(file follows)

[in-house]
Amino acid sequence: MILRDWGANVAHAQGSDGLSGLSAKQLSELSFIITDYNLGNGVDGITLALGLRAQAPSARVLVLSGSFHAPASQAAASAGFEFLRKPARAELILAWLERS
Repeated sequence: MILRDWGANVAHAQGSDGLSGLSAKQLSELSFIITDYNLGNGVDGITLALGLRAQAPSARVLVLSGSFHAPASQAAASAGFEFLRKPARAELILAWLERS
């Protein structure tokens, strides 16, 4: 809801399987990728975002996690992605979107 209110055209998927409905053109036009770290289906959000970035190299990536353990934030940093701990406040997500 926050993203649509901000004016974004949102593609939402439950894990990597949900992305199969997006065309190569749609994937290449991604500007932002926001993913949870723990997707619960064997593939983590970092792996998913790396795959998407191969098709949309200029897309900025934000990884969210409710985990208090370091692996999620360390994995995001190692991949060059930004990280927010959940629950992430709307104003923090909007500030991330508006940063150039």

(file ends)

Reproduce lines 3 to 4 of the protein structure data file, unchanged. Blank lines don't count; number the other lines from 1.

Repeated sequence: MILRDWGANVAHAQGSDGLSGLSAKQLSELSFIITDYNLGNGVDGITLALGLRAQAPSARVLVLSGSFHAPASQAAASAGFEFLRKPARAELILAWLERS
């Protein structure tokens, strides 16, 4: 809801399987990728975002996690992605979107 209110055209998927409905053109036009770290289906959000970035190299990536353990934030940093701990406040997500 926050993203649509901000004016974004949102593609939402439950894990990597949900992305199969997006065309190569749609994937290449991604500007932002926001993913949870723990997707619960064997593939983590970092792996998913790396795959998407191969098709949309200029897309900025934000990884969210409710985990208090370091692996999620360390994995995001190692991949060059930004990280927010959940629950992430709307104003923090909007500030991330508006940063150039």